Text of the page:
Second example: Building on the same idea. Charlie Chaplin’s 1940 film The Great Dictator is still talked up in some books as a great political satire, the film that blew Hitler away with gales of laughter and so forth. You will even find some old buffers who say that the bombastic and sentimental speech at the end is a great piece of oratory. I dissent from these views. Having seen The Great Dictator a number of times, I judge it flat, a clumsy piece of film-making and largely a succession of obvious sight gags whose only merit is that they are designed to ridicule Nazis. If you think this judgment is harsh, all I can suggest is that you see the film itself (or re-see it if you last saw it in childhood) and decide what you think.
Of course I can understand why wartime audiences might have loved it, because it’s comforting to see a powerful enemy reduced to ridicule. But I am bemused about its continuing reputation. My suggestion is that many assume a satire on Nazism must be a good thing, and therefore overpraise this flat, repetitive and poorly-scripted comedy because it is on the side of the angels. At a film festival a decade or so back, I saw a very good feature-length documentary about Chaplin and his films in which many interviewees fronted camera to hail Chaplin’s genius. But there was one prominent dissenter. Woody Allen said how unamused he was by the famous scene (often reproduced in stills) in The Great Dictator where Chaplin’s version of Hitler plays with a globe, tossing it up in the air and dancing balletically with it. “That’s a metaphor’” said Allen “but that’s all it is. And a metaphor is not funny.” I agree. I can watch The Great Dictator as interesting historical datum, but laughter at it is the forced laughter of dutifully applauding in political agreement.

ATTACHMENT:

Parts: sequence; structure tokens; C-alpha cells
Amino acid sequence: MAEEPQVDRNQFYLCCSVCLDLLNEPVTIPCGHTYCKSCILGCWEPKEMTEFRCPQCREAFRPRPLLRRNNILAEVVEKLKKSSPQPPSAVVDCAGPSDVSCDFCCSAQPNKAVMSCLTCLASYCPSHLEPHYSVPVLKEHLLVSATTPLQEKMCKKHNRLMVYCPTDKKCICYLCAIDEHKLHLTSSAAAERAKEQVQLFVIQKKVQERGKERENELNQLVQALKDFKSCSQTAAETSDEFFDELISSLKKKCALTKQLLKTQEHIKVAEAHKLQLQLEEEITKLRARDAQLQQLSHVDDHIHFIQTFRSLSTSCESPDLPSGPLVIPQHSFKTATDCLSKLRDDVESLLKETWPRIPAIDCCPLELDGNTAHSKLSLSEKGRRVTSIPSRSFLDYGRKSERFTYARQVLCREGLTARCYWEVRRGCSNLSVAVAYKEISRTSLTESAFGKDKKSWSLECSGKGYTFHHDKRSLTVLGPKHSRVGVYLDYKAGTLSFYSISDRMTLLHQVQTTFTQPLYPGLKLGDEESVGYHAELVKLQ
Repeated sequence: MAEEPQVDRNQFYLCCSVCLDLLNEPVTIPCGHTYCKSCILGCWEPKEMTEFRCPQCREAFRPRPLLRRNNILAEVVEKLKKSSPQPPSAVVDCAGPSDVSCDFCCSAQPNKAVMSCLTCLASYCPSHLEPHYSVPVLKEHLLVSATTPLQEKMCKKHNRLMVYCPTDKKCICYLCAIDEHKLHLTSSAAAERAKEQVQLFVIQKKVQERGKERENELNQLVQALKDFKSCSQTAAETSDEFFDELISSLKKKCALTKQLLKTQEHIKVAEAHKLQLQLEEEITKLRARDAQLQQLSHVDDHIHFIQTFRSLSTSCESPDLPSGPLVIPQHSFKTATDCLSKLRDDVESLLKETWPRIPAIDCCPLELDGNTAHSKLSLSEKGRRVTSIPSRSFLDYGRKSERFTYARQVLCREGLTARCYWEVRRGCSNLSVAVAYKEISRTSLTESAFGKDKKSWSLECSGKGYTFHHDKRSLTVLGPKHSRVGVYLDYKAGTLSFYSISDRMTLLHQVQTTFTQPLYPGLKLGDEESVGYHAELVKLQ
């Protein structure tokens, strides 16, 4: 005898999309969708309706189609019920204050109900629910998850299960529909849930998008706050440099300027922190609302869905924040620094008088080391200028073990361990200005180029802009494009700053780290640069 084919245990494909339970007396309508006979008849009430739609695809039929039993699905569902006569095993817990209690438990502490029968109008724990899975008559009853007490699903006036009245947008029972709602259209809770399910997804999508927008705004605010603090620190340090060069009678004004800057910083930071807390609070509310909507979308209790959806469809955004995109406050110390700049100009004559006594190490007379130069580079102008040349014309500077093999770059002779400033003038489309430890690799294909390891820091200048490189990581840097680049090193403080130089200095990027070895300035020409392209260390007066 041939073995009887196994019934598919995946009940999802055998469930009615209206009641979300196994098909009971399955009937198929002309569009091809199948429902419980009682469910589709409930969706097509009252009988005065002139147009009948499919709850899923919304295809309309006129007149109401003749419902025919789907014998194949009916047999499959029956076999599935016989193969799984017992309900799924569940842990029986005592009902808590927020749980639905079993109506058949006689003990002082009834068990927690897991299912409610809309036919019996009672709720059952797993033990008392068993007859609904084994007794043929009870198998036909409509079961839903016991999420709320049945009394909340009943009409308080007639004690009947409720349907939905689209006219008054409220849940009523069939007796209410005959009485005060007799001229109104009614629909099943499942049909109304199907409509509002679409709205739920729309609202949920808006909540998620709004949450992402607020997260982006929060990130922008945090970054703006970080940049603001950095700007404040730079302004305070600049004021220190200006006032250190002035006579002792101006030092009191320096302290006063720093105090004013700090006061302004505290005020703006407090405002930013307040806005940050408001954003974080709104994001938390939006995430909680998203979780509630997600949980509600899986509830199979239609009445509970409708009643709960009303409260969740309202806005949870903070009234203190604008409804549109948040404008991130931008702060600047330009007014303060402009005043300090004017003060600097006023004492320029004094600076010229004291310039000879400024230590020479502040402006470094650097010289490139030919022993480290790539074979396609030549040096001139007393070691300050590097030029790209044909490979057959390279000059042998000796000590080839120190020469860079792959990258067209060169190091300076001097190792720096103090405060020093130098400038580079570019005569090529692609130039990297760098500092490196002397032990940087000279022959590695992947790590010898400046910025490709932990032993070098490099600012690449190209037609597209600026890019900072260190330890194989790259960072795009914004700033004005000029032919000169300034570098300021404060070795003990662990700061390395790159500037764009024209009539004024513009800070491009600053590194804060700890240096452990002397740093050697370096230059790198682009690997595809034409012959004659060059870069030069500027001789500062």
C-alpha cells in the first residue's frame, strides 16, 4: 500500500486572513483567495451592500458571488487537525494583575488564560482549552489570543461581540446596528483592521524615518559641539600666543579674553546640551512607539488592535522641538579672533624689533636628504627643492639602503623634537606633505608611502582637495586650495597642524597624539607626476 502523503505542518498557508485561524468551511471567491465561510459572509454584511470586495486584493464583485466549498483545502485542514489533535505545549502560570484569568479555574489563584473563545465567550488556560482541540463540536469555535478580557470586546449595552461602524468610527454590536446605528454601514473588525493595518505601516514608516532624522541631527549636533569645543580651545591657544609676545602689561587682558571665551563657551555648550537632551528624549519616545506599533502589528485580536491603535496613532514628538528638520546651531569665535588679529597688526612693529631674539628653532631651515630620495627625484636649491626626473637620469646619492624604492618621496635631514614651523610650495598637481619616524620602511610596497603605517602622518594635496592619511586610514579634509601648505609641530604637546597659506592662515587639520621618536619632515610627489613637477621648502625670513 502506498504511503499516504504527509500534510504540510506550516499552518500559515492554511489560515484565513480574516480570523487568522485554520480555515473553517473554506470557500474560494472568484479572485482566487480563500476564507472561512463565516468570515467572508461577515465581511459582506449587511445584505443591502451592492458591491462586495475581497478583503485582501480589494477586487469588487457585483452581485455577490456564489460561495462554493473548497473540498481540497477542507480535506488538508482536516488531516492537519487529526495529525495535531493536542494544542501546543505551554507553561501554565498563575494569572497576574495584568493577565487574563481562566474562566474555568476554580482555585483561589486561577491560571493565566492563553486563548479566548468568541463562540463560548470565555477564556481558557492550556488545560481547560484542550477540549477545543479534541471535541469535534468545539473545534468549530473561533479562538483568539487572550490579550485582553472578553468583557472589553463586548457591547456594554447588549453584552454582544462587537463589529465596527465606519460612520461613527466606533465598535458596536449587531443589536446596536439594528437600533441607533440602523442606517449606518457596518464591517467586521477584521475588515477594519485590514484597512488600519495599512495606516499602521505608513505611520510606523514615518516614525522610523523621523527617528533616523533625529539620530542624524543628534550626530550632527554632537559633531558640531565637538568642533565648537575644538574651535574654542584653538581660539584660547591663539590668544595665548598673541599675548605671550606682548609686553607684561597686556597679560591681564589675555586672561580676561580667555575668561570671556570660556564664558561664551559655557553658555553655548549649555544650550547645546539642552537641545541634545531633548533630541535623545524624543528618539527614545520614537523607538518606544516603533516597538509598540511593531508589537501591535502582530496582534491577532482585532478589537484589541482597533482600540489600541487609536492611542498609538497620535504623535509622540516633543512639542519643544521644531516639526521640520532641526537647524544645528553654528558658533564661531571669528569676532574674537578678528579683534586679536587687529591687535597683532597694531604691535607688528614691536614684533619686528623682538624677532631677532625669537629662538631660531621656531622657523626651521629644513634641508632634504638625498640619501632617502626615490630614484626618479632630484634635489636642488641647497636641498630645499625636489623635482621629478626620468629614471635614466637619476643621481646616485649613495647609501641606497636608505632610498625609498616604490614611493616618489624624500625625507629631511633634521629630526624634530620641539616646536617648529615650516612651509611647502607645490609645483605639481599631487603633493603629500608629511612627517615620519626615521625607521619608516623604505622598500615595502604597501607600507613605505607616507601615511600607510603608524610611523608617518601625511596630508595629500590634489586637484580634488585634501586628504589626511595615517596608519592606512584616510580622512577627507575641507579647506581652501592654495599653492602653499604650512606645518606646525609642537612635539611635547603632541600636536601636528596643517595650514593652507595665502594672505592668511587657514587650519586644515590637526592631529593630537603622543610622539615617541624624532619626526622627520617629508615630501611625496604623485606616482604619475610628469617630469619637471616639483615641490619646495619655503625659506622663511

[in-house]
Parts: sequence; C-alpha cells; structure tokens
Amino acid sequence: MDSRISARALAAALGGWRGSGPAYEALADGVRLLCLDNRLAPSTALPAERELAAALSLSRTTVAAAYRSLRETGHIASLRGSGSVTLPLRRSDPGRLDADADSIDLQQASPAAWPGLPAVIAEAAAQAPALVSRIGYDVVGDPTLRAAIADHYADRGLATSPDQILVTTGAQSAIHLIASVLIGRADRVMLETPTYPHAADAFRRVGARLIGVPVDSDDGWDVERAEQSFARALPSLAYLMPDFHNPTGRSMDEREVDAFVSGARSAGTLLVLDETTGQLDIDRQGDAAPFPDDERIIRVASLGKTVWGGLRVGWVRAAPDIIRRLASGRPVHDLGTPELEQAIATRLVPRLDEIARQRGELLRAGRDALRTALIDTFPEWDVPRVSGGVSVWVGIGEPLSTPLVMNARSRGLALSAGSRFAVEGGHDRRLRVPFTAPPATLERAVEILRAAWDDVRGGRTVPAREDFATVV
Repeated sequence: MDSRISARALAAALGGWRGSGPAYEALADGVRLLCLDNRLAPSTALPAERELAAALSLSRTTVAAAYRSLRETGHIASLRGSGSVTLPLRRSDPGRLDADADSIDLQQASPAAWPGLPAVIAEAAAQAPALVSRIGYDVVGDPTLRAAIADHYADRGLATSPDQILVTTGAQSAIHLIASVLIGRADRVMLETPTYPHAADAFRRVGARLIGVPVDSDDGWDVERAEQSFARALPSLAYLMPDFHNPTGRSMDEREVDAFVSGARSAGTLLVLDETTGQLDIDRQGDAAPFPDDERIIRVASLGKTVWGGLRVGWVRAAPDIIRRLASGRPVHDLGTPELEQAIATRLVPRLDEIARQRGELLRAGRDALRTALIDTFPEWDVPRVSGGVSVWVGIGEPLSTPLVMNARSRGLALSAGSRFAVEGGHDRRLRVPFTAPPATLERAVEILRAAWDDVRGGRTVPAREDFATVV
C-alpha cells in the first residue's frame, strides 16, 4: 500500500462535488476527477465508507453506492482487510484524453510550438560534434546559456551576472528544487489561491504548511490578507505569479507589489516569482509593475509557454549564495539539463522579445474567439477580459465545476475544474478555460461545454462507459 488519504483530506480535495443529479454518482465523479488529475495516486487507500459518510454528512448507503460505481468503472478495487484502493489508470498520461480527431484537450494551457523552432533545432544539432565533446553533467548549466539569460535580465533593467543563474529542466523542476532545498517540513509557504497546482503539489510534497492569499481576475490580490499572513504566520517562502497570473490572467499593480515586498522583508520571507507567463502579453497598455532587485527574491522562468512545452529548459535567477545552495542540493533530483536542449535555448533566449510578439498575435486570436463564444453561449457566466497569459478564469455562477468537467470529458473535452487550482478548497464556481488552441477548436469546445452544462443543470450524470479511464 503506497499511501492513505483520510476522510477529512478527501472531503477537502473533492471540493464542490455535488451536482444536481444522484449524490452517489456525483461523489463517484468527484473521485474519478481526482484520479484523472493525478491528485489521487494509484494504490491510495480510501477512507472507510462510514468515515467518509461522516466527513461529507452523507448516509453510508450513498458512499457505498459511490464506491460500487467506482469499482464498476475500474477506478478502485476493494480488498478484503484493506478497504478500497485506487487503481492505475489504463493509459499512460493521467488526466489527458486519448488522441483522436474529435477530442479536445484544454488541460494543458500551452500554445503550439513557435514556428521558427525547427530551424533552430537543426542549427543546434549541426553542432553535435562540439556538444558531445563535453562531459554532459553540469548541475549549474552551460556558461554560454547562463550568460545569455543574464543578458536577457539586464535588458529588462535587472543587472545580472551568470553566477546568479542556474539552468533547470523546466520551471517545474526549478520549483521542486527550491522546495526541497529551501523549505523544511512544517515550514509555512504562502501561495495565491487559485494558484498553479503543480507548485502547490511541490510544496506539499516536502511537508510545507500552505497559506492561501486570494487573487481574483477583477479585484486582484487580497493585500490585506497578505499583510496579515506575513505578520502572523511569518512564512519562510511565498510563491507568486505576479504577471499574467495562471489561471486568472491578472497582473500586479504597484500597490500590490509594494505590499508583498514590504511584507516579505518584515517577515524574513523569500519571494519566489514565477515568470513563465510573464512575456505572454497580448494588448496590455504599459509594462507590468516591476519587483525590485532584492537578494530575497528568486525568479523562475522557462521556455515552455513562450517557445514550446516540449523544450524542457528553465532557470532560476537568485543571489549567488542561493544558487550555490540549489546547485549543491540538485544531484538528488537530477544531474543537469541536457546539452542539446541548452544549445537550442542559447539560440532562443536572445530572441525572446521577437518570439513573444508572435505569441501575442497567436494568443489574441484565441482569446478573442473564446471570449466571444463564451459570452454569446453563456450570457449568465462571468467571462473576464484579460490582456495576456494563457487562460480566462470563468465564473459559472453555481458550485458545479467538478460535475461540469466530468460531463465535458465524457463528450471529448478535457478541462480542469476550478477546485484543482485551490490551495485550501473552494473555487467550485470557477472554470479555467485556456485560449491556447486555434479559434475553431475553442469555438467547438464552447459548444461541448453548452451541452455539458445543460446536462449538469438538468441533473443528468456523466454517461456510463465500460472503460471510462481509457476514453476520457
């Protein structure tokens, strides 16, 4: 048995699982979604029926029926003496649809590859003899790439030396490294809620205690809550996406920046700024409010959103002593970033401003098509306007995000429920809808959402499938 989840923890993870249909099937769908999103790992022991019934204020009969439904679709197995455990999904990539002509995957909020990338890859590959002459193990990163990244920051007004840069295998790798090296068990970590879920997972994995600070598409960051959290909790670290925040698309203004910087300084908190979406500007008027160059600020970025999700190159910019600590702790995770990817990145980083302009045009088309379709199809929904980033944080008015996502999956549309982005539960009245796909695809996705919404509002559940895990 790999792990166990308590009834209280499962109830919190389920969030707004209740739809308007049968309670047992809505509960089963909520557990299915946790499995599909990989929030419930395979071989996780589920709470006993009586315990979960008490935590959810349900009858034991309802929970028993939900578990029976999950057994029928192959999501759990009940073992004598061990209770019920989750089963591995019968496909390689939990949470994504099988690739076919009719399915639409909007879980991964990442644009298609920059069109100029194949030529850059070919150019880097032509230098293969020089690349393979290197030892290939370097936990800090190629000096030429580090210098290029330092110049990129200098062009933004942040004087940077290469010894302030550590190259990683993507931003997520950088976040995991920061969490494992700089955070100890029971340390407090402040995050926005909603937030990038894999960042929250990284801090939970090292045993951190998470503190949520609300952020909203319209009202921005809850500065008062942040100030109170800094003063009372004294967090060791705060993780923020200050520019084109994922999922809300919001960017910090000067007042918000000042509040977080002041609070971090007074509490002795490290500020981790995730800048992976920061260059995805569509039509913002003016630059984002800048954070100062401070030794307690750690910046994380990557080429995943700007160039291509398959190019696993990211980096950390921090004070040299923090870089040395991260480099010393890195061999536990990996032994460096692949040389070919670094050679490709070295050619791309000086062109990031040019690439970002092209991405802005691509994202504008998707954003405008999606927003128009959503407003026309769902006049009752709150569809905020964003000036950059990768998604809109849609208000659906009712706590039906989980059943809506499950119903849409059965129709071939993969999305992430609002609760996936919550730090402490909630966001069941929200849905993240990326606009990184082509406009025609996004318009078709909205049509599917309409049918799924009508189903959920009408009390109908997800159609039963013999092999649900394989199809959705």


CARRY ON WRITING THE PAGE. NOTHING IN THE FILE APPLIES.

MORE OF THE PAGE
Third example: Quite the opposite message from this one. Has it ever occurred to you that some political humour is funny in spite of its political message? I look no further than the English political cartoons of Gillray and Rowlandson that were produced – usually with the full approval of Pitt’s government – at the time of the French Revolution and Napoleonic Wars. They were, in effect, a species of official propaganda, designed to belittle or ridicule the French and political enemies of Pitt’s government such as Charles James Fox. I look at their political intent with distaste. Two hundred years away from their partisanship, I still see them as satirical defences of a conservative oligarchy in the face of a rising democracy. But – dammit – they are funny. Gillray’s “The Plum Pudding in Danger”, where Pitt and Buonaparte carve up the globe, is funny where Chaplin’s deployment of the globe is not, because of its gross caricatures. Ditto Rowlandson’s sarcastic response to the birth of Buonaparte’s heir. Maybe the passage of time has done this. Set aside the political intent and we are left with expert buffoonery. In the end, something is funny because it is funny, and political humour is not humour at all if it is only political.